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Senator Marshall Presses for Credit Card Competition Act Vote

U.S. Sen. Roger Marshall, R-Kan., aims to secure a vote on the Credit Card Competition Act (CCCA) by adding it to the Federal Aviation Administration (FAA) Reauthorization bill.

Marshall asked the Senate for unanimous consent for a vote to add the CCCA to the Reauthorization bill Wednesday (May 8), according to a press release issued by his office.

Speaking on the Senate floor Wednesday, Marshall said he introduced this proposal because Senate leadership has blocked the bill from receiving a vote for two years.

“Kansans want their voices to be heard, and not sidelined by D.C. lobbyists and special interest groups who are blocking and tackling our priorities behind the scenes,” Marshall said in remarks shared in a YouTube video.

The CCCA was reintroduced in the Senate and House in June 2023 after being initially introduced in 2022. If the bill were to become law, banks would be mandated to enable card payments to be routed over at least one network that competes with Mastercard and Visa.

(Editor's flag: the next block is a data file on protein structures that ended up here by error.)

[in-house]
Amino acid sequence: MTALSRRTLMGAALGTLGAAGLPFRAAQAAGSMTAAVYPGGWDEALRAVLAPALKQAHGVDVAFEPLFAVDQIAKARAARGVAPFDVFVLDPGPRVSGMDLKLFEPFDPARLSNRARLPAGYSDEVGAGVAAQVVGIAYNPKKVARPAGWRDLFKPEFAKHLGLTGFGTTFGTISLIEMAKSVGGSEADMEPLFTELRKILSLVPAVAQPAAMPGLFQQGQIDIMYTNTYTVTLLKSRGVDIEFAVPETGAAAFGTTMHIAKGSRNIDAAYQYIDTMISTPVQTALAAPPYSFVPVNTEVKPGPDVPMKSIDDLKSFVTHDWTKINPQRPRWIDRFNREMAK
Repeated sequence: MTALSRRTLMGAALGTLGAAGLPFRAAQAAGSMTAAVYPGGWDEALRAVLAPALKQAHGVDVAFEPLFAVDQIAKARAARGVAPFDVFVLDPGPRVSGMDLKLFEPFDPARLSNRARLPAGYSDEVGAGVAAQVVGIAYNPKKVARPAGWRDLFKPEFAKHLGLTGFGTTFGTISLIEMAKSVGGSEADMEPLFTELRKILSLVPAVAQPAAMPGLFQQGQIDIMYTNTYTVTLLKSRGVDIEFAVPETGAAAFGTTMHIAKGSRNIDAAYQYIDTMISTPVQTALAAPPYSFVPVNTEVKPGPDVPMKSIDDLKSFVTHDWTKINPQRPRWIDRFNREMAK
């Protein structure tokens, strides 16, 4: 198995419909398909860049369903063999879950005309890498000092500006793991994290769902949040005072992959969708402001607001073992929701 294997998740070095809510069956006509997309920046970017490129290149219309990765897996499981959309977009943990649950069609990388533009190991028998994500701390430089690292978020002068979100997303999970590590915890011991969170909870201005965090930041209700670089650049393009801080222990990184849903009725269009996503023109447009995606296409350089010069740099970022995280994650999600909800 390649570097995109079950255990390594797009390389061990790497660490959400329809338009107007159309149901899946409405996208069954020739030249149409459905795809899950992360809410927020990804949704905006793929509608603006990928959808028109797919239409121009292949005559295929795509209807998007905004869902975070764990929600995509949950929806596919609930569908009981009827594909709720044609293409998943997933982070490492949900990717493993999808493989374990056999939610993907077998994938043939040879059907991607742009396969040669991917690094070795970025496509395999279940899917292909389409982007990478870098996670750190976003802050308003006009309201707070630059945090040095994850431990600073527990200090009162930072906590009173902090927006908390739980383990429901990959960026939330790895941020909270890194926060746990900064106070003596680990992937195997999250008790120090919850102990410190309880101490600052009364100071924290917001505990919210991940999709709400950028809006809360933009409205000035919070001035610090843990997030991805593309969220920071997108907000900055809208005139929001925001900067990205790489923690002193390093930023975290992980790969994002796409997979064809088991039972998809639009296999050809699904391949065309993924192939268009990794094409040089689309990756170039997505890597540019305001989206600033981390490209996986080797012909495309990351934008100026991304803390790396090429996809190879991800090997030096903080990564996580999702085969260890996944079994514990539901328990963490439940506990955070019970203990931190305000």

Proponents say the legislation would give merchants a greater range of choice, including the option to embrace networks with fees, including interchange (or “swipe”) fees, cheaper than those seen with Mastercard and Visa.

Opponents say that merchants will not pass those savings along to consumers.

PYMNTS’ Karen Webster wrote in March that the CCCA will not lower merchant interchange fees and will create confusion for the consumer at the point of sale.

Speaking to the Senate on Wednesday, Marshall said that the CCCA is a priority for him and his constituents because small businesses “need some type of relief” from credit card swipe fees.

“Often credit card swipe fees are one of business’s highest costs, often topping utilities, rent or even employees’ health care costs,” Marshall said. “Mom-and-pop shops across Kansas, hotels across Kansas, franchise owners across Kansas, consumers, are all asking for relief to be able to sell their goods at a lower price and hire more employees, which I know this chamber all agrees with is a good thing.”

Marshall later added: “I will not stop fighting until we get this vote.”